Translation:Do you like soup made with vegetables?
We have two sentence:
Do you like the soup that was made from vegetables?
Read the sentence that is written on the blackboard.
Please, tell me why we use "was" in the first sentence but "is" in the second one, and why it's incorrect if I use "is" in the first sentence and "was" in the second one? Thank you!
I think it is to make the English versions comply with the way that English does aspect. The soup was made in the past, so it's ok to use a past-type construction. However, the sentence is obviously still on the blackboard ("is written"); otherwise, you couldn't ask anyone to read it. The sentence that "was written" on the blackboard would probably mean it had been erased already (unless it had an indication of a specific time it was written in the past, like "yesterday").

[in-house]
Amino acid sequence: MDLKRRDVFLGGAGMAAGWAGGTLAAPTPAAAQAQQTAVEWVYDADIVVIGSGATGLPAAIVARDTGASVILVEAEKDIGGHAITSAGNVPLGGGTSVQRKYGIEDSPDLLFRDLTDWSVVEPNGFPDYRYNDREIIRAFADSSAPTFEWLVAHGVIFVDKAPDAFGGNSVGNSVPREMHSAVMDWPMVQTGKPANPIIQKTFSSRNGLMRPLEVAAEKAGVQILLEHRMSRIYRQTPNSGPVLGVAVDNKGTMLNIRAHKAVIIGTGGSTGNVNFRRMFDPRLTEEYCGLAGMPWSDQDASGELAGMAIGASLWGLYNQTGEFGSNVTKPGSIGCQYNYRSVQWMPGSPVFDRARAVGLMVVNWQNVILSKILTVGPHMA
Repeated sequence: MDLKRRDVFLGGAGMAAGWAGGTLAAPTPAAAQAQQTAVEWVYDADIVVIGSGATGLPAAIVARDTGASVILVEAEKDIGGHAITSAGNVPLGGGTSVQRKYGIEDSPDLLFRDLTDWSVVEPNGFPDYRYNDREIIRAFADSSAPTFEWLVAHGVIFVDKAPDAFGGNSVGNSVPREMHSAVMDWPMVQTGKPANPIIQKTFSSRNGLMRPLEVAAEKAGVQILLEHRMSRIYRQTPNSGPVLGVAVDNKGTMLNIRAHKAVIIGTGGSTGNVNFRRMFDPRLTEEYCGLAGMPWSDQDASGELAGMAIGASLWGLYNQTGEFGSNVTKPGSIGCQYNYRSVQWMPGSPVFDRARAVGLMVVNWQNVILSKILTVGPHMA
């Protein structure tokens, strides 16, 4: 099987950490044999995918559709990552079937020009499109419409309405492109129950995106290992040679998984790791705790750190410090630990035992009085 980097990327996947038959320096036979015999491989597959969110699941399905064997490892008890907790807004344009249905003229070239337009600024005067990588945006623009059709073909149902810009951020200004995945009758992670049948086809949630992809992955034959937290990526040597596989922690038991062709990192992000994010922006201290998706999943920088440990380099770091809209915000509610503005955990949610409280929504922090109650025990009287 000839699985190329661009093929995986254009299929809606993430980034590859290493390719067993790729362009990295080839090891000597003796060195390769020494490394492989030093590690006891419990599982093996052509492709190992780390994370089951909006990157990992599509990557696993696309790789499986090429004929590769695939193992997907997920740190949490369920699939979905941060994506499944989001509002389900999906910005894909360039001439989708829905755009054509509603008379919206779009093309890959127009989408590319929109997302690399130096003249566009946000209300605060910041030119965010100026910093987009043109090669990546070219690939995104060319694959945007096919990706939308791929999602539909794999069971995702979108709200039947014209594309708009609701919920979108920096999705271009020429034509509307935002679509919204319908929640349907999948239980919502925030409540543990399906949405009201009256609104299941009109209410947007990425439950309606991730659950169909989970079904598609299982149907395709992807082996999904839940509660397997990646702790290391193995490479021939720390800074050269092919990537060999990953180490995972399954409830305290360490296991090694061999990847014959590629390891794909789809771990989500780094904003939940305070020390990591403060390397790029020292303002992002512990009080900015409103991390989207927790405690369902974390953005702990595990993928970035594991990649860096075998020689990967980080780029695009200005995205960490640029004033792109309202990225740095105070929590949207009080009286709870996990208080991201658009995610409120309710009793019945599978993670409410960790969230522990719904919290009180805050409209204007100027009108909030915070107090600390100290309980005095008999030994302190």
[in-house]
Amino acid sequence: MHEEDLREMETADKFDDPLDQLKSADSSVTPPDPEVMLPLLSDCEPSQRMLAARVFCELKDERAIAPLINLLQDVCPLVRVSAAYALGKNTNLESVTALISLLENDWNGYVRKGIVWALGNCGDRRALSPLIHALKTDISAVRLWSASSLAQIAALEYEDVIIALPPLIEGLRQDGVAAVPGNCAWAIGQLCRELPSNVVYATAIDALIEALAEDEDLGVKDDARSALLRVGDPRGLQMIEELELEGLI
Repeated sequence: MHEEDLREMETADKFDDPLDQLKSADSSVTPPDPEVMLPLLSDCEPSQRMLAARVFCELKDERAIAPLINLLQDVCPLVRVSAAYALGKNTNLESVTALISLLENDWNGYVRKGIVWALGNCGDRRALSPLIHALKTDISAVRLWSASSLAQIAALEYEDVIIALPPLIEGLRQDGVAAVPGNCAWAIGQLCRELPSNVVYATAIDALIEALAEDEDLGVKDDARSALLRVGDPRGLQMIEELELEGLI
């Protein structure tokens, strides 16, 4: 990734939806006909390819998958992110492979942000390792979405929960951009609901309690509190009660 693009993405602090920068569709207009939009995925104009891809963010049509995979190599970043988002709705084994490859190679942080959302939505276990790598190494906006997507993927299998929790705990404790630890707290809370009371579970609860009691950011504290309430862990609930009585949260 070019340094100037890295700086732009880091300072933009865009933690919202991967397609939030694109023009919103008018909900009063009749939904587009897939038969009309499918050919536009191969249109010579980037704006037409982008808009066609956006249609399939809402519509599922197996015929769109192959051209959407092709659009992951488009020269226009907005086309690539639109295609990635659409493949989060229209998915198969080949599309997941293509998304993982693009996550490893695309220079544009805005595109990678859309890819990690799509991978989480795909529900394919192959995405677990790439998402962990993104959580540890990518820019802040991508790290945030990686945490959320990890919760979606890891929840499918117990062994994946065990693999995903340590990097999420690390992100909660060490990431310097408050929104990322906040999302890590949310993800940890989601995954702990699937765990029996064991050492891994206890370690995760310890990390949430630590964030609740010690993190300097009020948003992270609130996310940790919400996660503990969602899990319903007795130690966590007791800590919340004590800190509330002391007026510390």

You didn't give the whole sentence you used, so I'll add the following: "soup cooked with vegetables" can be ok. Personally, "cooked with" for me would sound better with a couple different types of ingredients listed after it, so I would recommend "made with" in a case like here where there's just one item on the list. "soup cooked of vegetables," however, does not sound natural to me.
Maybe there is a difference between broth made from vegetables versus broth made from meat and vegetables added later?